Dyan rolled his eyes. “What do you mean, can’t?”

     “Can’t. Powder room’s unavailable.”

     “Peepers, you’re killing me. Unavailable how?”

     Peepers grunted in irritation. “Unavailable as in some crazy woman, drunk as a skunk, comes wandering up here from downstairs, goes into the powder room, and shuts herself in. So I knock on the door and says to her, hey, lady, this room’s for employees only, and she tells me to go choke on a rope. So I says to her that I’ll go get the bouncer if she doesn’t come out, and she says to me, fine, be my guest, but she’ll shoot the first person comes through that door square between the eyes. So I says fine, you got a death wish, I’ll send Rocco out to go get the law, and she just blows me a raspberry though the door.” Peepers shrugged. “Rocco ain’t back yet, so the powder room’s unavailable. Now, you want I should send your next guest up or not?”

     Dyan, who was already marching off towards the powder room, didn’t answer. He steamed as he went. First Roxy and the Deacon, that was ridiculous enough. Now Peepers was telling him he couldn’t clean up because there was a drunk in the powder room?

     That was too much.

     Reaching his destination, Dyan rapped a fist hard against the powder room door.

     “Get out,” he said. “Some of us are trying to work here. I can’t deal with this. Not today.”

     “I swear on my mother’s grave, I’ll shoot the first person comes through this door,” a slurred voice called back at him. “Law or not, I’ll shoot.”

     “Sure you will,” Dyan said. He tried the door knob, which turned easily in his paw. It wasn’t even locked.

     That figured.

     The white fox opened the door a crack and peered inside. No gunshot rang out in response. Instead, the sight which greeted him almost made him laugh.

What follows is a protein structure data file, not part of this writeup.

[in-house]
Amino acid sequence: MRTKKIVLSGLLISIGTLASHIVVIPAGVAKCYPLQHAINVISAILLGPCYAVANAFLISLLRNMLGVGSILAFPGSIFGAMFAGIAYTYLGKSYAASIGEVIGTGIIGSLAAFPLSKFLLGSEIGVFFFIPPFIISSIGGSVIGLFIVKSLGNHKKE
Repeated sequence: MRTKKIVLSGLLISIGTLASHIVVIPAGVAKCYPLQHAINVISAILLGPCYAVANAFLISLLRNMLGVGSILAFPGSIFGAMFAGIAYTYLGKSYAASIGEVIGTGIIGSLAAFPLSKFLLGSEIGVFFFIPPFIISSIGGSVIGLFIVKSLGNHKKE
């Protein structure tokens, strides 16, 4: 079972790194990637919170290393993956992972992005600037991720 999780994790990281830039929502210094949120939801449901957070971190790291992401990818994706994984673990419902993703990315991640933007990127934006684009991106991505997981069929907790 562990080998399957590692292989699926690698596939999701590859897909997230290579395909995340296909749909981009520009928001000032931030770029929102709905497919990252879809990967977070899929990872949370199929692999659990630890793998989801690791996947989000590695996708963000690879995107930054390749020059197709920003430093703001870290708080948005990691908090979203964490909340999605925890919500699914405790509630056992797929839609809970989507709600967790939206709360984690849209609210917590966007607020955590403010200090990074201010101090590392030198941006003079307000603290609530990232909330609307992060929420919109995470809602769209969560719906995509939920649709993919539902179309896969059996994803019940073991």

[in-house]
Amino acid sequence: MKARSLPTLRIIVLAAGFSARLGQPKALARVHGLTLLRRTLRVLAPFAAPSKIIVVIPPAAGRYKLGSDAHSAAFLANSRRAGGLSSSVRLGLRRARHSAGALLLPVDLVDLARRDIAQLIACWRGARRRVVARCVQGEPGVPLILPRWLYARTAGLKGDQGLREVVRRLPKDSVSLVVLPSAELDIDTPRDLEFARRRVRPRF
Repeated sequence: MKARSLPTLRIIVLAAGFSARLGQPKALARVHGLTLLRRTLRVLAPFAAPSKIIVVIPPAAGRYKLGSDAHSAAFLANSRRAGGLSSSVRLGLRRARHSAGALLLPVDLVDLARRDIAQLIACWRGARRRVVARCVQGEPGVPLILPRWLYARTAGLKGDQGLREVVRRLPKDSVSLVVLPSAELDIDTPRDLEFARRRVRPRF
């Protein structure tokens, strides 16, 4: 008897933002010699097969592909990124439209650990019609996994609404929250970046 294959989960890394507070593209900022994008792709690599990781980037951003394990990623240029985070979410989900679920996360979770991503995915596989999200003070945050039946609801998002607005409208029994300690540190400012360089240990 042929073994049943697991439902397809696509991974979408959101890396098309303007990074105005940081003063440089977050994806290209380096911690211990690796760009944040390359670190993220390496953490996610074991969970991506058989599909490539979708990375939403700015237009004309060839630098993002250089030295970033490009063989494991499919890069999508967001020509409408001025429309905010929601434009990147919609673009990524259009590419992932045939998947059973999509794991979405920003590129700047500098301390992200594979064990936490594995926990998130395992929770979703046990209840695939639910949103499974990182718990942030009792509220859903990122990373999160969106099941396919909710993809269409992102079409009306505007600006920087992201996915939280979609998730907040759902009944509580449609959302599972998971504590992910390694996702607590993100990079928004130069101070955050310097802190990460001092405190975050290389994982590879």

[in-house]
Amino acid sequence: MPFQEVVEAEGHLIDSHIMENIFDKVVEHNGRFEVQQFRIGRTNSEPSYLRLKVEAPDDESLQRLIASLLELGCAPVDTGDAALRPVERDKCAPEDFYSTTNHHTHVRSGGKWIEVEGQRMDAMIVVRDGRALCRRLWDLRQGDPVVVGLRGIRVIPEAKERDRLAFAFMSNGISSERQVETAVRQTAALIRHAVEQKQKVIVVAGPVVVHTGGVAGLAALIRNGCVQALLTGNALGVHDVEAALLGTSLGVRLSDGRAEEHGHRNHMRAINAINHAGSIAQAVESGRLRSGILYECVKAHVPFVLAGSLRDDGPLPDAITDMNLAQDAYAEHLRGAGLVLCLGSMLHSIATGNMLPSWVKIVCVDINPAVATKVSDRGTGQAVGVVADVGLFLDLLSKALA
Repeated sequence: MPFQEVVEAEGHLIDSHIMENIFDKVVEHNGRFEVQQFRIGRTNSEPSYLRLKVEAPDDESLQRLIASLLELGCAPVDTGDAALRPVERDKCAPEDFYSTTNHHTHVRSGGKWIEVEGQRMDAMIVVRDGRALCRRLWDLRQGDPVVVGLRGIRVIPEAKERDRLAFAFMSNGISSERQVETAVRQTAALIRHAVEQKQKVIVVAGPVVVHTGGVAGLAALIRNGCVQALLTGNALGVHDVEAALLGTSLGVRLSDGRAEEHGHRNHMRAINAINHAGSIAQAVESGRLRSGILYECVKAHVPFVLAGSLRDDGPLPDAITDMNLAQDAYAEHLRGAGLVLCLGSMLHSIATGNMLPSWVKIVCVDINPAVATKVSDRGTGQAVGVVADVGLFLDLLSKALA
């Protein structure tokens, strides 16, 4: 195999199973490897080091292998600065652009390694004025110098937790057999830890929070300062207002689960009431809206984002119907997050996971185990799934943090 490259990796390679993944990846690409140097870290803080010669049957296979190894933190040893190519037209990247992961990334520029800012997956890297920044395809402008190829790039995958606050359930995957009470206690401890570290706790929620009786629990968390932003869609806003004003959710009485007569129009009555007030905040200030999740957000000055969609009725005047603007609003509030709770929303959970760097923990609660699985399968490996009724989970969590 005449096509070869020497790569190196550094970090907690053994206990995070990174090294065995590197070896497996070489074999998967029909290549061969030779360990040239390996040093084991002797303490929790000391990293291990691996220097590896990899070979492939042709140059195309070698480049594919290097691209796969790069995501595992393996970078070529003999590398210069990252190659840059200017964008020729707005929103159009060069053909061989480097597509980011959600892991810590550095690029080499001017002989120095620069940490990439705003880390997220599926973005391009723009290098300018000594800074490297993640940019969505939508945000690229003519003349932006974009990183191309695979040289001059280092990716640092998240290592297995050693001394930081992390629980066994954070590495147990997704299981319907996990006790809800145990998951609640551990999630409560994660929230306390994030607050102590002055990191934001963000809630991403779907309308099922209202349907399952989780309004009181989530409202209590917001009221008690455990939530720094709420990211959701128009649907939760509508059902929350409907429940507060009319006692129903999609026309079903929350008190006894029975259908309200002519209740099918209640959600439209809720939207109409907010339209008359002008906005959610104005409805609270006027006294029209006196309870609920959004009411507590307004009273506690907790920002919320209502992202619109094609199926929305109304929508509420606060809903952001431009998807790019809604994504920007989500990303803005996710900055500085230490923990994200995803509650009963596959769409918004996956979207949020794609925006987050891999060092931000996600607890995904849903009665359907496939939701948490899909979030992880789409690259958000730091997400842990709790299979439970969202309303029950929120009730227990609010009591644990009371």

There was a human woman sitting on the floor, leaning back against the far wall, and she did have a revolver. But the gun hung limply from one hand, and she gripped an empty whiskey bottle in the other. Her long, black hair clung around her face and shoulders in a disheveled tangle, and she had the most bloodshot eyes Dyan had ever seen. She wore simple black clothes, and a leather satchel was slung around her neck. Her expression was slightly dopey, and Dyan could smell the liquor on her from clear across the room.

     He stepped inside and closed the door behind him.

     “Bang,” the woman said, making a half-hearted effort to raise the pistol in his direction. “You’re dead.”

     “Very funny,” Dyan said. He walked over to the washbasin and pumped water into it. He picked up a nearby towel, dampened it, and busied himself with cleaning off.

     The sprawled woman squinted up at him. “I take it you’re not the law, then,” she slurred.

     “No,” the fox said, not bothering to look down at the drunk as he spoke. “I make an honest living. Though, if I were you, I’d clear out before the law does come. Every deputy in this part of town is on Roxy’s payroll, and they’re not known for their gentle touch.”

     “I’ll take my chances,” the woman said. “The people waiting for me downstairs, they’re worse.”

     “See, and I thought I was having a bad day,” the fox said. He dropped the towel into a hamper on the floor and turned to leave. “Well, good luck with your last stand,” he said. “Sorry that I’ll have to miss it.”

     His paw was on the doorknob when the human woman slumped on the floor behind him said: “Wait.”

     He had the door halfway open when she said: “Wait. Please.”

     Her words were heavy with exhaustion and whiskey. But there was also a raw, plaintive note in her voice which, for reasons Dyan couldn’t quite articulate – not then, not years later – seemed to reach straight into his heart.

     He paused for just a moment, and she said it again: “Please.”

     And, again, he felt a pang somewhere deep down inside. Maybe it was her undertone of fear, or of defeat, or of hope in spite of fear and defeat. Any one of them could have done it. They were all familiar to him.

     Against his own better judgment, he closed the door and turned around to face the woman.

     “Please help me,” she said.

     He walked over and knelt down next to her. She was young – maybe just a few years older than he was. Her body was thin and lanky, and her face was heart-shaped. But her eyes were what really fascinated him.

     Standing across the room, he had chalked their redness up to whiskey and emotion. And, sure enough, the whites of her eyes were shot through with reddened capillaries.